- Grove City, Pennsylvania


February 3, 2012

Freedom of seas critical to global commerce

A U.S. aircraft carrier passed through the Straits of Hormuz inbound to the Persian Gulf recently operating in international waters. It returned to the open oceans later, after a port visit in the United Arab Emirates.

Iran now tells the United States not to do so again, "or else." Additionally Iranian military authorities say, in essence, "We won't warn you again."

Sending U.S. ships, commercial or warships, anywhere we choose to send them during peacetime is very simply a statement by the United States that the seas of the world are in fact free to navigate for anyone, anywhere (in international waters), anytime.

It has long been a practice by any U.S. president to reinforce that view mandated by international law during times of tension anywhere.

President Obama and his administration did so by authorizing the aircraft carrier to enter the Persian Gulf.

"These are regularly scheduled movements in accordance with our long-standing commitments to the security and stability of the region and in supporting ongoing operations," Pentagon spokesman George Little said in a statement.

White House spokesman Jay Carney sought to minimize the threat, portraying it as a bid by Iran to divert its people's attention from their worsening economic plight and growing international isolation.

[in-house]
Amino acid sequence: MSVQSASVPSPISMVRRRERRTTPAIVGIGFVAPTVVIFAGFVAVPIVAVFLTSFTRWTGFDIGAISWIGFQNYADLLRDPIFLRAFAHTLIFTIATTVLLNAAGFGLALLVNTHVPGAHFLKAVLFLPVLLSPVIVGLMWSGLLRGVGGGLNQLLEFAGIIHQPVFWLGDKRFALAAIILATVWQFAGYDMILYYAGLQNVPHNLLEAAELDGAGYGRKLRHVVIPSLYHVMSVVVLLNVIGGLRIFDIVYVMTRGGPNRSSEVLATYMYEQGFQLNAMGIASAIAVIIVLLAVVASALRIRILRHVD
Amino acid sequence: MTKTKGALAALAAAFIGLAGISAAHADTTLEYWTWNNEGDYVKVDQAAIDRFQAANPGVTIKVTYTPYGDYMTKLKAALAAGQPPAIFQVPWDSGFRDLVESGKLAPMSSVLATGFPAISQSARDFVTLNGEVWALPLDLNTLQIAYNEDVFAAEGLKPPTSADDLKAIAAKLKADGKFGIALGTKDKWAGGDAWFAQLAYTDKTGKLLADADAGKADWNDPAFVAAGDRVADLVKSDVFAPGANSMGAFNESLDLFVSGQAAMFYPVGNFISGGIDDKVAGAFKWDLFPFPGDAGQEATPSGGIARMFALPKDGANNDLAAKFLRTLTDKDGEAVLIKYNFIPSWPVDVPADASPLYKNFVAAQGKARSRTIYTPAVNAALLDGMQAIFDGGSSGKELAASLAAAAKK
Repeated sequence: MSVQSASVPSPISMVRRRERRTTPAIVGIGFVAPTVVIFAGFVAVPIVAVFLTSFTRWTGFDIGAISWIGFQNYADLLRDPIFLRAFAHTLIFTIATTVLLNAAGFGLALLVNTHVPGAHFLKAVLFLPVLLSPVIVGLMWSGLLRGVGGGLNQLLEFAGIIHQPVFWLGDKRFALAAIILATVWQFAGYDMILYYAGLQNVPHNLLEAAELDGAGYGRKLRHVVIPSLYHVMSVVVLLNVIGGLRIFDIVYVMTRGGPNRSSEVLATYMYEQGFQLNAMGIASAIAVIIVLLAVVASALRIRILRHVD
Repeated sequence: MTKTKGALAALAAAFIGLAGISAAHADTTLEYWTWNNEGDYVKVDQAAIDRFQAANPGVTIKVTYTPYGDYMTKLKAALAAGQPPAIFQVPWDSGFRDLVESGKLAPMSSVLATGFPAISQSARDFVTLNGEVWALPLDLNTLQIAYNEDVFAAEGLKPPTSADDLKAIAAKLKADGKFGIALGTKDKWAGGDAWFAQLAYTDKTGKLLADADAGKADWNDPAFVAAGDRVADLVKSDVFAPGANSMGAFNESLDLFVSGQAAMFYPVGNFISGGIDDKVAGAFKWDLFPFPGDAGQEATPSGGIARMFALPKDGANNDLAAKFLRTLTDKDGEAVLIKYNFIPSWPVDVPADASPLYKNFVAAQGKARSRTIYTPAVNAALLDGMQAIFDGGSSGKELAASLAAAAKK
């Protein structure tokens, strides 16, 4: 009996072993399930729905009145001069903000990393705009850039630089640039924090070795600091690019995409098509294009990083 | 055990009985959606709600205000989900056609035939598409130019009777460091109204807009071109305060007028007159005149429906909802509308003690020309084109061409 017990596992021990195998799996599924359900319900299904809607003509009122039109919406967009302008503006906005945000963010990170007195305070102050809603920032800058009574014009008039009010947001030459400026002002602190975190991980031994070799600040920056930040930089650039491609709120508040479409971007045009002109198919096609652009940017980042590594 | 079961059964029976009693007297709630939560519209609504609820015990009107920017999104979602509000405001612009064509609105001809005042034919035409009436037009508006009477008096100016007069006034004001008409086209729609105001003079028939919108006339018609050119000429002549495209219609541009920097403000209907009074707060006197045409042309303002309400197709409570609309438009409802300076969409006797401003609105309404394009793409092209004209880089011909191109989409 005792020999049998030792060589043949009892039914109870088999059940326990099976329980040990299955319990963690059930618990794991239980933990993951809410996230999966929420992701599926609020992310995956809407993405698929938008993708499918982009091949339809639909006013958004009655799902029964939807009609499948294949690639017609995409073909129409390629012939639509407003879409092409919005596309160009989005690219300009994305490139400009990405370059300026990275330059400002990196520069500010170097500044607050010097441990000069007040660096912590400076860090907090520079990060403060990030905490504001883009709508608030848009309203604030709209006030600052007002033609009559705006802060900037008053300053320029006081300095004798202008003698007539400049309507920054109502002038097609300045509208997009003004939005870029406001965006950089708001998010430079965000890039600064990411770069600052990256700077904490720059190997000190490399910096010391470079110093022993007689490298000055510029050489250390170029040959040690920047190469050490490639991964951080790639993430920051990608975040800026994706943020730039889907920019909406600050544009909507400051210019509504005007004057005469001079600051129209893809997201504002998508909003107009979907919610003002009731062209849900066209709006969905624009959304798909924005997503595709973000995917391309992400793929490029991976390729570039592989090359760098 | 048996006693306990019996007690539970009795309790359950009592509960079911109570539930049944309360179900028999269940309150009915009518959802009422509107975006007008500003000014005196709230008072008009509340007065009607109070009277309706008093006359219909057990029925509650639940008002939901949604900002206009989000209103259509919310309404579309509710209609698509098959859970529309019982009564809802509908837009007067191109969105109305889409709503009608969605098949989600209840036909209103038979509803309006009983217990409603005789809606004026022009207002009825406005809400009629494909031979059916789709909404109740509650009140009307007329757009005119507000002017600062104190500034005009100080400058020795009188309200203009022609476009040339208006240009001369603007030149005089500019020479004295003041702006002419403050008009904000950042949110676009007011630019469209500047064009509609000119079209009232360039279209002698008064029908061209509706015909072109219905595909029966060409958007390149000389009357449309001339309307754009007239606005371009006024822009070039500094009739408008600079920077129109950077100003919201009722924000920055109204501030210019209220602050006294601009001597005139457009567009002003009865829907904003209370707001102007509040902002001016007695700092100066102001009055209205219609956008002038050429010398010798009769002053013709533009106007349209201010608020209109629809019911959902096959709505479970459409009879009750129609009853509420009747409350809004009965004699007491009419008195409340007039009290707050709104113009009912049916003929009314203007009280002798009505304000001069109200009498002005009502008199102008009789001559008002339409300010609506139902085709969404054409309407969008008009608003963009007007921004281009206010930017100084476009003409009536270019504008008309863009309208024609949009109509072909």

Iran has laid down a gauntlet. What next becomes the important question for our national command authorities, including of course the president.

Freedom of the seas is an international edict, not just one from the United States. When a foreign power threatens or actually engages in force to restrict such freedom for any nation, it is a cause of war and has long been such.

The administration has now upped the ante in terms of pressure on Iran related to its nuclear program. How long and how much pressure continues to be applied by the United States and NATO is the looming question, in our view.

Now's not the time to back off the current level of pressure. The safe flow of maritime traffic in waterways is critical to global commerce.

The Joplin Globe

Published Jan. 14, 2012, in Allied News. Pick up a copy at 201 A Erie St., Grove City.

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